All Hail! Houndus Maximums is entering the Forum!


Roman #1: Wow! Look at all those slaves he’s got.

Roman #2: I know. And they’re all volunteers too. Why Septimus over there gave up his wife and job to follow Houndus Maximums around. He says Houndus is better tempered and money is overrated compared to the psychic satisfaction of serving Houndus.

Roman #1: He must treat them all very well, though. Look how they are picking up his poop and washing the marble columns where he has peed!

Roman #2: Apparently he pretty much ignores them, except when he wants something. But he does permit them unlimited time to worship him and to stroke his person, which they all seem to enjoy. And of course they get to wear a special waterproof toga that is the badge of his service.

Roman #1: And look, even strangers are approaching to pay him tribute! Why he could build an entire temple out of those mounds of water bottles and rawhides.

Roman #2: And people are offering a profusion of freeze dried animal bits to tempt his finicky palate. He is quite discerning you know and has been known to turn up his giant, lustrous wet nose at some surprisingly juicy comestibles.

Roman #1: Yes, it is well known that he wishes those around him to partake before his interest is aroused and then he likes to clean everyone’s plate, preferably without their consent. A very wise strategy when there are so many poisonous and unpleasant substances about like Heartguard and Glycoflex.

Roman #2 And see his slaves come from all over the Empire. His appeal knows no geographical boundaries. He has truly created a Pax Houndus.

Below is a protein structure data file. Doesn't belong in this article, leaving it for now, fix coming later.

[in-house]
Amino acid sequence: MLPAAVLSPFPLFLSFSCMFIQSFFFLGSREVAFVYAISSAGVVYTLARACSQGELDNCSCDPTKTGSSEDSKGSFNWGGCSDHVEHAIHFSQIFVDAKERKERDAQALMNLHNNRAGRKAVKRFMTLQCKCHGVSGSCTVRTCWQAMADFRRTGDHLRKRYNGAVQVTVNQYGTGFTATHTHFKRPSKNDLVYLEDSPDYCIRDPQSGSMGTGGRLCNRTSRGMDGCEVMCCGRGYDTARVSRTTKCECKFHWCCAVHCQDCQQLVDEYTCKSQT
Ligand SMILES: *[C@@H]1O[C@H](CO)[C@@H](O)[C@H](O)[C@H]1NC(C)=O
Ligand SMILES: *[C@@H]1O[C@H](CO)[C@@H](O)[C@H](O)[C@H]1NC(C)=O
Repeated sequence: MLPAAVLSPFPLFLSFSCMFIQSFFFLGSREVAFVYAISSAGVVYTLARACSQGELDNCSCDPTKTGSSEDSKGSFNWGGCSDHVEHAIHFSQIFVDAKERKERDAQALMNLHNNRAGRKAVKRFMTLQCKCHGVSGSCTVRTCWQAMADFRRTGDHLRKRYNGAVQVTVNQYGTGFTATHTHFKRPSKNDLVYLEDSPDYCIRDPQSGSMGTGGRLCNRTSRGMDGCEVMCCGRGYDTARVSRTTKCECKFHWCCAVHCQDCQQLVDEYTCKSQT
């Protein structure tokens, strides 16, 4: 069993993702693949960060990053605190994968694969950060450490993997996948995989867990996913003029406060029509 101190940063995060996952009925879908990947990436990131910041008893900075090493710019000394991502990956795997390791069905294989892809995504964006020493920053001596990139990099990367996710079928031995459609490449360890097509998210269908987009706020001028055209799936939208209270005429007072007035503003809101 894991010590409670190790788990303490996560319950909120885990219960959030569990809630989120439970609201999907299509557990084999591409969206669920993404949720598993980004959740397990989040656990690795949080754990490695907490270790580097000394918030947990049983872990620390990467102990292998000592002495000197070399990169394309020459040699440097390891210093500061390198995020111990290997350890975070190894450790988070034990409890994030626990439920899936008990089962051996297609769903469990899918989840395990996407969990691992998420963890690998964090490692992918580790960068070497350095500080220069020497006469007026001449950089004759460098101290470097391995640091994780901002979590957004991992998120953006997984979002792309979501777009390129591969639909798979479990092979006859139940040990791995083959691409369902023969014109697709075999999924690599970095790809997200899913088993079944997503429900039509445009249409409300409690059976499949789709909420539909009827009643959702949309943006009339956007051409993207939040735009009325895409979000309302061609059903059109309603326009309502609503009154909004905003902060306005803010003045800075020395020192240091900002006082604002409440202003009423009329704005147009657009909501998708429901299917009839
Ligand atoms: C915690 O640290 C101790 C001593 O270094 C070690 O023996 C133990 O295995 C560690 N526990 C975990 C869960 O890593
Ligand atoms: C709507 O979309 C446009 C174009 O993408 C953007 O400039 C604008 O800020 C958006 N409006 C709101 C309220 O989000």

Roman #1: I myself feel that I should approach and give him a scratch behind the ears. Or perhaps he would enjoy shredding my toga.

Roman #2: Ah, another slave is assimilated into the Wimsey Empire.

And speaking of empires, as you know mine consists of the 800 or so acres of Central Park, which I like to tour part of each day. But we New Yorkers are a funny lot and we tend to stay in our neighborhoods, even while in the park. Although I am somewhat of a renegade because I roam freely from the west side to the exotic east side (where dogs sport designer coats!). But I have to say that I don’t spend as much time as I should in the northern part of the park. Well on Sunday, the weather being fine, Elizabeth and I mounted an expedition to Central Park’s northernmost reaches and it was fantastic! Although I can’t divulge everything that happened (“What happens above 96th street stays above 96th street) I can say that we traveled along the North Meadow to The Pool and The Loch and we climbed The Great Hill (a very appropriate activity for the Great Hound) and cut through The North Woods to circumnavigate the Harlem Meer. I was like those explorers of yore marking my territory as I went along with my own special flag. And then we toured the Conservatory Garden where I had never been before because my humans were under the misguided impression that Hounds were not welcome. Of course, the gardens are quite beautiful and would have been made more so if I had been allowed to pee on the plants but I was strictly prohibited from this constructive activity. It’s a wonder they can grow all those flowers without my help. But The Garden is quite wonderful and I like to think that it was made more so (as you can see in the photos) by the presence of a magnificent Hound. The Garden was first opened to the public in 1934 and is a popular place for weddings. And, as it happens, weddings are much on my mind these days as Maria is attending an out of town celebration in June enabling me to spend the weekend enthroned in glorious houndly splendor on Elizabeth’s futon. Spring being the most popular season for weddings, I think there would be very high demand for wedding planners: